The Online Encyclopedia and Dictionary






Australian States and Territories

Australia, having a federal system of government, is divided into states and territories. Each of these has a capital city, as listed below.


Internal States and Territories

  1. Australian Capital Territory (Canberra)
  2. New South Wales (Sydney)
  3. Victoria (Melbourne)
  4. Queensland (Brisbane)
  5. South Australia (Adelaide)
  6. Western Australia (Perth)
  7. Tasmania (Hobart)
  8. Northern Territory (Darwin)

Other Territories

See also the ranked list of Australian states


Background and overview

The states originated as separate British colonies prior to Federation (in 1901). Their powers are protected by the Australian constitution, and Commonwealth legislation only applies to the states where permitted by the constitution. The territories, by contrast, are from a constitutional perspective directly subject to the Commonwealth government. The Australian Parliament has powers to legislate in the territories that it does not possess in the states.

Most of the territories are directly administered by the Commonwealth government, while three (the Northern Territory, the Australian Capital Territory and Norfolk Island) administer themselves. In the self-governing territories the Australian Parliament retains the full power to legislate, and can override laws made by the territorial institutions, which it has done on rare occasion. For the purposes of Australian (and joint Australia-New Zealand) intergovernmental bodies, the Northern Territory and the Australian Capital Territory are treated as a state.

Furthermore, the distribution of powers between the Commonwealth and the territories is different from that between the Commonwealth and the states. In the Northern Territory, the Commonwealth retains the power to directly administer uranium mining and Aboriginal lands, powers which it does not possess with respect to the states.

Each state has a Governor, appointed by the Queen, which by convention she does on the advice of the state Premier. The Administrators of the Northern Territory and of Norfolk Island are, by contrast, appointed by the Governor-General. The Australian Capital Territory has neither a Governor or Administrator, but the Governor-General exercises some powers in other exercised by the Governor of state or Administrator of a territory, such as the power to dissolve the Legislative Assembly.

Each state has a bicameral Parliament, patterned on the federal system, except Queensland, which abolished its upper house in 1922. The lower house is called the Legislative Assembly, except in South Australia and Tasmania, where it is called the House of Assembly. Tasmania is the only state to use proportional representation for elections to its lower house, all others elect members from single member constituencies, using the alternative vote. The upper house is called the Legislative Council, and is generally elected from multi-member constituencies using proportional representation. The three self-governing territories, the ACT, the Northern Territory and Norfolk Island, have unicameral Legislative Assemblies.

The head of government of each state is called the Premier, appointed by the state's Governor. In normal circumstances the Governor will appoint as Premier whoever leads the party or coalition which exercises control of the lower house (in the case of Queensland, the only house) of the state Parliament. However, in times of constitutional crisis, the Governor can appoint someone else as Premier. The head of government of a self-governing territory is called the Chief Minister, and likewise they are appointed by the territory's Administrator, in normal circumstances to whoever controls the territory's Legislative Assembly.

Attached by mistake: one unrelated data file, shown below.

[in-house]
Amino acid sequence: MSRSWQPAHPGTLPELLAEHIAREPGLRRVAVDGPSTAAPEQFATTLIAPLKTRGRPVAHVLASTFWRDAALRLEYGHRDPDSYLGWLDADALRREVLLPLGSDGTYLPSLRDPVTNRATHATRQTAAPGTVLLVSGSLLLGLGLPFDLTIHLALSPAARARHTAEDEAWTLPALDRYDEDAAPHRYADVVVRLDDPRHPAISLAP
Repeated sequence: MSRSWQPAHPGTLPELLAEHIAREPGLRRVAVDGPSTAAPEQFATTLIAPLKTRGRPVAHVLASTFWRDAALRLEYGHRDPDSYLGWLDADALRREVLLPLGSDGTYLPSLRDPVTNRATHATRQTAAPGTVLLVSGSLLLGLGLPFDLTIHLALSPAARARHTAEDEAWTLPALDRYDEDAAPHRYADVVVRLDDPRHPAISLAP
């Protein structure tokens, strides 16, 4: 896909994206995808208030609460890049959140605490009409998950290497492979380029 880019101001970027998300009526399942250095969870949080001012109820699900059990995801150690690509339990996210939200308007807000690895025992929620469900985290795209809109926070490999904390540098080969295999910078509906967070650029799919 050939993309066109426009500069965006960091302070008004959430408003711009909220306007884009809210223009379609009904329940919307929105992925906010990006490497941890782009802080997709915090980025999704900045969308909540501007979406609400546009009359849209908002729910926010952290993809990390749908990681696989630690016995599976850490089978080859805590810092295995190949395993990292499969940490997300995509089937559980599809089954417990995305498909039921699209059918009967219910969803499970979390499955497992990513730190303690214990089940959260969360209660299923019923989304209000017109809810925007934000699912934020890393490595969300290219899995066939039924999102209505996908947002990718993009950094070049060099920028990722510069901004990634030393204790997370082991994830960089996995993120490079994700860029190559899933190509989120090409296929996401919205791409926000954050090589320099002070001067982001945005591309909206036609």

Governors and Administrators of States and Territories

Premiers and Chief Ministers of States and Territories

State and Territory Police forces

State and territory statistics

State/territory Land area (kmē) Population (2003) Density (persons/kmē) Population % in capital
Australian Capital Territory 2 358 (rank 8th) 308 700 (rank 7th) 137 (rank 1st) 100%* (rank 1st)
New South Wales 800 642 (rank 5th) 6 657 400 (rank 1st) 8.32 (rank 3rd) 63% (rank 5th)
Victoria 227 416 (rank 6th) 5 012 300 (rank 2nd) 44 (rank 2nd) 71% (rank 4th)
Queensland 1 730 648 (rank 2nd) 3 729 000 (rank 3rd) 2.15 (rank 5th) 46% (rank 7th)
South Australia 983 482 (rank 4th) 1 522 500 (rank 5th) 1.55 (rank 6th) 73.5% (rank 2nd)
Western Australia 2 529 875 (rank 1st) 1 952 280 (rank 4th) 0.77 (rank 7th) 73.4% (rank 3rd)
Tasmania 68 401 (rank 7th) 478 400 (rank 6th) 6.92 (rank 4th) 41% (rank 8th)
Northern Territory 1 349 129 (rank 3rd) 197 700 (rank 8th) 0.15 (rank 8th) 54% (rank 6th)

State and territory codes

State/Territory Callsigns Postcodes Telephone area codes Time zone
AM/FM TV Amateur Std Summer
Australian Capital Territory 1xx(x) xx(x)Cn VK1xx 02nn*, 26nn 02 +10 +11
New South Wales 2xx(x) xx(x)Nn VK2xx 1nnn*, 2nnn 02 +10 +11
Victoria 3xx(x) xx(x)Vn VK3xx 3nnn, 8nnn* 03 +10 +11
Queensland 4xx(x) xx(x)Qn VK4xx 4nnn, 9nnn* 07 +10
South Australia 5xx(x) xx(x)Sn VK5xx 5nnn 08 +9.5 +10.5
Western Australia 6xx(x) xx(x)Wn VK6xx 6nnn 08 +8
Tasmania 7xx(x) xx(x)Tn VK7xx 7nnn 03 +10 +11
Northern Territory 8xx(x) xx(x)Dn VK8xx 08nn 08 +9.5
External Territories
Norfolk Island 2xx(x)  ? VK9xx (NSW) +672 3 +11.5
Lord Howe Island 2xx(x)  ? (NSW) +10.5 +11
Christmas Island  ?  ? (WA) (WA) +7
Cocos Island  ?  ? +6.5
Aust. Antarctic Territory none VK0xx (Tas) +672 1 +6 to +8
Macquarie Island none +10 +11

* Used for PO Box and Large Users only

See also

External links

  • Map of Australia

Last updated: 02-06-2005 05:44:23
Last updated: 05-03-2005 02:30:17